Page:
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'A domino effect'

'A domino effect'
American Legion Past National Commander Ronald F. Conley holds the ribbon as VAPHS Director/CEO Terry Gerigk Wolf and Fisher House Foundation CEO Ken Fisher cut it for the dedication of the new Pittsburgh Fisher House. (Photo by Scott Goldsmith)

On Dec. 4, during a ribbon cutting ceremony, the Fisher House Foundation dedicated its 58th home to the Veterans Affairs Pittsburgh Healthcare System (VAPHS). And a few veterans’ families are already enjoying the comfort of the new home.

"It’s just so beautiful; I feel like a princess in a castle," said Rhonda Jarrells of Jerusalem, Ohio, whose husband is in the intensive care unit. "I am so very thankful to be here, and my husband can concentrate on getting better since I am safe and being taken care of."

Construction of the 9,500 square foot Pittsburgh Fisher House was supported by many organizations, but the largest contributor was The American Legion Department of Pennsylvania with a $225,000 donation.

"The house wouldn’t have been possible without the support of The American Legion," said Ken Fisher, Fisher House Foundation chairman and CEO. "For The American Legion to play such a big role for this house was really the catalyst behind the groundbreaking and completion of it."

The Department of Pennsylvania, as well as VAPHS, saw the dire need for a Fisher House as veterans from across the nation come to the hospital for its world-renowned liver and transplant program and specialty research programs. "The American Legion works really closely with the VA Pittsburgh; we have a great relationship," said Terry Gerigk Wolf, VAPHS director and CEO. "So we knew if we raised enough money for a Fisher House, that hopefully the foundation would take notice."

In 2008, the two organizations, as well as the Sons of The American Legion and the American Legion Auxiliary, began their fundraising efforts to see the first Pennsylvania Fisher House come to fruition.

"We went out and talked about it (Fisher House), preached about it and made connections with people," said Past National Commander Ronald F. Conley, currently manager of Allegheny County Veterans Affairs (ACVA). "And those people made connections with someone else. It’s a domino effect, and people want to be a part of the common good — supporting our nation’s veterans."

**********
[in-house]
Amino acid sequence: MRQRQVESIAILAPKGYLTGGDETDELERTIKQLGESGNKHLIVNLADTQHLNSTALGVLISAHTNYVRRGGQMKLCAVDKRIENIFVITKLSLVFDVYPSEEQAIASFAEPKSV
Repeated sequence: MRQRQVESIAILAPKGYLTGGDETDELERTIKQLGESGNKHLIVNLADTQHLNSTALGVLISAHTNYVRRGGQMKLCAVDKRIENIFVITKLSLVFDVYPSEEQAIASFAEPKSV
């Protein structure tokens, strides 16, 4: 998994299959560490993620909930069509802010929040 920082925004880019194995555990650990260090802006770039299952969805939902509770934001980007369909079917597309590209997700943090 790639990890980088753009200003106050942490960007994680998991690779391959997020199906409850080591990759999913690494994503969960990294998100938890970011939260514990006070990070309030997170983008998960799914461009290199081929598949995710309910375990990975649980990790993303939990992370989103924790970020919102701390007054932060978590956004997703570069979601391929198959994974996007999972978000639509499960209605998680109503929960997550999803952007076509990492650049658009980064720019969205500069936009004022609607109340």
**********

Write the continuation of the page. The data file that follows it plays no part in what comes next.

Between the department and ACVA, press releases were created and sent to Pittsburgh newspapers for publishing and all 800 Pennsylvania Legion posts received Fisher House flyers. Additionally, those who lost a loved one were asked in lieu of flowers to contribute to the Pittsburgh Fisher House, which raised thousands of dollars.

"There are no words that can express my gratitude for seeing a Fisher House built here," Conley said. "It gives an opportunity to families to connect with their loved ones during a critical time of their rehabilitation."

And through the Combined Federal Campaign (CFC), VAPHS employees have raised more than $325,000 for the Pittsburgh Fisher House by having deductions taken from their paychecks throughout the past four years. The CFC is the only authorized solicitor of employees in the federal workplace on behalf of charitable organizations.

"VA Pittsburgh employees are so enthused about the mission, which to me there is no greater mission than taking care of what I call America’s heroes," Wolf said. "What I love about the Fisher House and the whole concept is that it’s dependent upon the community and its volunteers. The community is what really makes a Fisher House work and be sustainable. It’s one thing to build a beautiful house; it’s another to perpetuate it."

The Pittsburgh Fisher House features 10 suites, each with a private bathroom. Common areas include a fully equipped kitchen, living, dining and family rooms, a library and a patio that overlooks the city. It also has a security system requiring a key card for access inside and into the individual suites. For a family to stay at the house free of charge, they must have a family member — veteran or active-duty servicemember — receiving inpatient care at VAPHS and reside 50 miles or more from the hospital.

"We have an obligation to our nation’s veterans to take care of them, and that’s what the Fisher House has helped us do," said Cindy Campbell, Fisher House Foundation vice president for community relations and media affairs. "I hope our partnership with The American Legion continues into other states because as a Legionnaire, we are the voice for our nation’s veterans. That’s what The American Legion does — they advocate, they tell our story, and they remind the American people that we’re here, we are veterans."

The Fisher House Foundation hosted a dinner on Dec. 3 for the completion of the Pittsburgh Fisher House, and Conley accepted an award on behalf of the Department of Pennsylvania for being the largest contributor.

"With 40-plus years of serving veterans, this is probably one of the most humbling acknowledgements that has been given to The American Legion and to myself for fundraising," he said to the dinner guests. "No greater pride do we have as an organization than to serve our veterans."

Stay tuned for the March 2013 issue of The American Legion Magazine for a more detailed story about the Pittsburgh Fisher House.

 

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